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Last Updated 8th February 2023.
How much funding is the Food Security sector forecast to receive in 2022?
Funding to the Food Security sector is forecast to be between $10.0bn and $12.9bn in 2022. For reference, the sector received $6.5bn last year.
This forecast is based on our 95% probability range. In other words, we are 95% sure that funding will be between $10.0bn and $12.9bn. Below are the other forecast ranges for the Food Security sector. As we become less sure about our forecast, the range narrows. So for example, we think there’s a 50% probability that funding will be between $10.7bn and $11.8bn.
But we need to put this into context. What does the forecast mean in terms of reaching the funding that is required for the sector (also known as the funding requirement)? The total funding requirement globally is determined by how much is needed in each context. Given that we don’t have the information yet we have projected the funding required for 2022 and compared that to the funding forecast. If you hover over the donut below you’ll be able to see the chances of reaching 25%, 50%, 75%, and 100% of the funding that is required.
As the most well funded sector in absolute terms, Food Security is almost certain to reach 50% of its funding requirement. However we think there’s a remote chance that Food Security will receive 75% of what is required.
How does the 2022 forecast compare to previous years?
Our forecast for 2022 is that Food Security will surpass last year’s figure by a significant amount. In fact, the sector has already surpassed the total amount received in 2021. Food Security is forecast to receive somewhere between 51% and 66% of the current funding requirement.
Funding to the sector has gradually increased over time. In 2016, the Food Security sector received $2.8bn, which rose to $5.5bn in 2019, before falling again to $4.9bn in 2020, and then recovering again in 2021 to $6.1bn. Could it be that 2020 was an aberration due to COVID-19?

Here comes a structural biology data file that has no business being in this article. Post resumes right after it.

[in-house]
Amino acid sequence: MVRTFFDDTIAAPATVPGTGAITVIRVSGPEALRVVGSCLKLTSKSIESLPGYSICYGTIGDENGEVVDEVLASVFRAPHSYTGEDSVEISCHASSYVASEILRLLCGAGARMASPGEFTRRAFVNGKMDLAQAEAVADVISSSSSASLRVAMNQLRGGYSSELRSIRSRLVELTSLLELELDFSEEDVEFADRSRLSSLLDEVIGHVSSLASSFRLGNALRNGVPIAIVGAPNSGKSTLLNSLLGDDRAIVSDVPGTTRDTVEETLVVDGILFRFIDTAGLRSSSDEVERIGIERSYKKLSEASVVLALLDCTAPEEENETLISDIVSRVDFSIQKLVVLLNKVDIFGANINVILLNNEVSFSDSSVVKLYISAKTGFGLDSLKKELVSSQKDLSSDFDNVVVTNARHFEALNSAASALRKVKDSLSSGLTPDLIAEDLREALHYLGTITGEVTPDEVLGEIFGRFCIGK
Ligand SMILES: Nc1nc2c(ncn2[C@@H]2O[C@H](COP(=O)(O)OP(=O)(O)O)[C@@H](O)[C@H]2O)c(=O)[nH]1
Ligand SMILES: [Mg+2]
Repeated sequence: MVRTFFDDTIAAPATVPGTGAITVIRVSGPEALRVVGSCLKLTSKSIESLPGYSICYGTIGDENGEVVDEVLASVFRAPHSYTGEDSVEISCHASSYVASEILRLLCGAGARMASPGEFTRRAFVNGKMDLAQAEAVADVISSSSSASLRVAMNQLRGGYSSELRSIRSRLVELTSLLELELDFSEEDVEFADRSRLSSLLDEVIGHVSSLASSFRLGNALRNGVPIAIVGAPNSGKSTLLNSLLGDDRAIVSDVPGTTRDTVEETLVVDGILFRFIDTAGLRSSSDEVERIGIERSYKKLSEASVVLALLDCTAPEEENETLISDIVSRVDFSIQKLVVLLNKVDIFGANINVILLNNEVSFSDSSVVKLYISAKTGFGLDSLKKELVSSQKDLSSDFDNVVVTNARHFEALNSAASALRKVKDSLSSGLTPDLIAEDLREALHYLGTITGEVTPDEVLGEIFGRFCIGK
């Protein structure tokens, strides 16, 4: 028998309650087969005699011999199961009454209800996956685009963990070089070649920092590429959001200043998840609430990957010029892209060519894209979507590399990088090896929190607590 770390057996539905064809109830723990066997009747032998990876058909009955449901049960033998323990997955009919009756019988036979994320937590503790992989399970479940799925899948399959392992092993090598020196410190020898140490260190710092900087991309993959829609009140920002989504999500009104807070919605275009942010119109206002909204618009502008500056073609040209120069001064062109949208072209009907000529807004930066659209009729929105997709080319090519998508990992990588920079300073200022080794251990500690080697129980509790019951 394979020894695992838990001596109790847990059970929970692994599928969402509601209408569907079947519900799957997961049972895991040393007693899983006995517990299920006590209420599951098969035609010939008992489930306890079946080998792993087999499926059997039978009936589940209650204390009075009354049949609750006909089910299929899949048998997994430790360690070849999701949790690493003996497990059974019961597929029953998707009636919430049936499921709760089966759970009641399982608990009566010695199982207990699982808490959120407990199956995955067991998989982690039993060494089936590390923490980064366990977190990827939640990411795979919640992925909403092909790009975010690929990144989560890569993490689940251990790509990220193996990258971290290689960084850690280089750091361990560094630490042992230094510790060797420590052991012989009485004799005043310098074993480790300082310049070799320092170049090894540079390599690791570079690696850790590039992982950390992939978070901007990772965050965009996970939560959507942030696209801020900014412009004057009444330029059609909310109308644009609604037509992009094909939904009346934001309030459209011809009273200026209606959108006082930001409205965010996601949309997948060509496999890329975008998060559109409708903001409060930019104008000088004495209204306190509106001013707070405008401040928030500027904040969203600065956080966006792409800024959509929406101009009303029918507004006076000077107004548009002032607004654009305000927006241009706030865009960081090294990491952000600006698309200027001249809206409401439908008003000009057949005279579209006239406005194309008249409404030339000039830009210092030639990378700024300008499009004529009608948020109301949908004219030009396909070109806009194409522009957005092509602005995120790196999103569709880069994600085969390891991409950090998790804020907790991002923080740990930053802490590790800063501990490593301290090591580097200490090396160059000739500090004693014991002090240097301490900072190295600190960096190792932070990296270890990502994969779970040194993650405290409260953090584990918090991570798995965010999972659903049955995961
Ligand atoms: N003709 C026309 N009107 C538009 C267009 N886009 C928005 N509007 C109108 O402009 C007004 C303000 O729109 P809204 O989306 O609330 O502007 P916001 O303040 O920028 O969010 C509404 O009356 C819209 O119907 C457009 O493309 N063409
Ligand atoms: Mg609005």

The amount of funding required for Food Security has also increased year-on-year since 2016. The funding requirement in 2016 was $4.8bn. By 2021, this had increased to $14.1bn. That’s a yearly increase of 24%, or put another way, an increase of 192% in just 5 years. In 2022 the requirement hit $19.7bn which is a huge funding ask, and this is almost certainly unreachable in the short and medium term.
For the period of 2016 to 2019, the funding gap was actually closing. The sector achieved 58% of the funding requirement in 2016, rising to 67% in 2019. The funding gap, whilst absolutely huge in real terms, was relatively stable at between $2bn and $2.7bn. But the explosion in funding required has caused the funding gap to increase to 54% in 2021.
However, we need to put this graph into context. If there’s one thing you should know about the Food Security sector, it’s that it’s the largest sector of all, by some margin. In terms of the amount of funding that is required to meet humanitarian needs, it’s the largest. The 2021 funding ask ($14.1bn) was some way ahead of the next largest, Health, at $3.9bn. In terms of the amount of funding that is received, it is also the largest. $5.4bn of funding went to Food Security in 2021, which again is some way ahead of the next largest, Nutrition, at $1.1bn.
In fact, funding to Food Security in 2021 was more than funding to all other sectors combined (excluding Multi-sector, as this has tended to be a catch-all for regional refugee response plans as opposed to a distinct thematic area). As of April 2022, funding to Food Security was $6.2bn in 2021, whilst the combined funding to all other sectors was $6.0bn. Indeed, this also happened in 2018 and 2019 as well.
Food Security has already experienced two years of a growing funding gap, and another year of this in 2022 could keep Food Security in a humanitarian recession. We’ve come up with a way of defining what a ‘real humanitarian recession’ is, and we’ve defined it in this story as two consecutive years of a growing funding gap. So what is expected to happen in 2022?
We think that it’s almost certain that Food Security will close the funding gap this year. In other words, it’s likely that the sector will jump out of recession in 2022.
How does the 2022 forecast compare to other sectors?
Given the sheer scale of the Food Security sector, we think that it’s almost certain that it will rank 1st out of all humanitarian sectors in 2022 (and likely 2023, 2024, 2025, and so on).
The current state of things
By the end of December 2022, the Food Security sector had received more than the total received in 2021. The unusual peak in funding in 2022 could be a reflection of a new increase in funding writ large for the sector.